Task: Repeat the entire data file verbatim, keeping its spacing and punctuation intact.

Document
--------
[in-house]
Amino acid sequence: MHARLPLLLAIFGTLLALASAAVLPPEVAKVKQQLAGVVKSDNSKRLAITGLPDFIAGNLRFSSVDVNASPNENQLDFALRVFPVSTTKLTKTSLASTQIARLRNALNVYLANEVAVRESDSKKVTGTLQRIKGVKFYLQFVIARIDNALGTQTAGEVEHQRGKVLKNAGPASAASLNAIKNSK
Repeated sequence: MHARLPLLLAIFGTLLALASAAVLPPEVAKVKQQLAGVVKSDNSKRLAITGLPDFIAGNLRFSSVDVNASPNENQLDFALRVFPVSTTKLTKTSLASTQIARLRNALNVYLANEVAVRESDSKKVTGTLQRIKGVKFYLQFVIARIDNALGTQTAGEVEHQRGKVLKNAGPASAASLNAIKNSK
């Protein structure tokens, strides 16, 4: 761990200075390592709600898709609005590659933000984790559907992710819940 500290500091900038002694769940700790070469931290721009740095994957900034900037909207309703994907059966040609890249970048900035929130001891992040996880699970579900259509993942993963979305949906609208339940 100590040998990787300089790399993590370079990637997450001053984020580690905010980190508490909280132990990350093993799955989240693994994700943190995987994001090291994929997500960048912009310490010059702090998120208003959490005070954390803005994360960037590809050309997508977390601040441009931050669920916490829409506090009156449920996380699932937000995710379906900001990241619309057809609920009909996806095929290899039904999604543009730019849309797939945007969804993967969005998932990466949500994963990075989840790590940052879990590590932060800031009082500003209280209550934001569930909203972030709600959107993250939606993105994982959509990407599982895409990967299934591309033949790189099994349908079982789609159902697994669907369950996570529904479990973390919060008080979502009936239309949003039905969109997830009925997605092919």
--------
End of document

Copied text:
[in-house]
Amino acid sequence: MHARLPLLLAIFGTLLALASAAVLPPEVAKVKQQLAGVVKSDNSKRLAITGLPDFIAGNLRFSSVDVNASPNENQLDFALRVFPVSTTKLTKTSLASTQIARLRNALNVYLANEVAVRESDSKKVTGTLQRIKGVKFYLQFVIARIDNALGTQTAGEVEHQRGKVLKNAGPASAASLNAIKNSK
Repeated sequence: MHARLPLLLAIFGTLLALASAAVLPPEVAKVKQQLAGVVKSDNSKRLAITGLPDFIAGNLRFSSVDVNASPNENQLDFALRVFPVSTTKLTKTSLASTQIARLRNALNVYLANEVAVRESDSKKVTGTLQRIKGVKFYLQFVIARIDNALGTQTAGEVEHQRGKVLKNAGPASAASLNAIKNSK
């Protein structure tokens, strides 16, 4: 761990200075390592709600898709609005590659933000984790559907992710819940 500290500091900038002694769940700790070469931290721009740095994957900034900037909207309703994907059966040609890249970048900035929130001891992040996880699970579900259509993942993963979305949906609208339940 100590040998990787300089790399993590370079990637997450001053984020580690905010980190508490909280132990990350093993799955989240693994994700943190995987994001090291994929997500960048912009310490010059702090998120208003959490005070954390803005994360960037590809050309997508977390601040441009931050669920916490829409506090009156449920996380699932937000995710379906900001990241619309057809609920009909996806095929290899039904999604543009730019849309797939945007969804993967969005998932990466949500994963990075989840790590940052879990590590932060800031009082500003209280209550934001569930909203972030709600959107993250939606993105994982959509990407599982895409990967299934591309033949790189099994349908079982789609159902697994669907369950996570529904479990973390919060008080979502009936239309949003039905969109997830009925997605092919």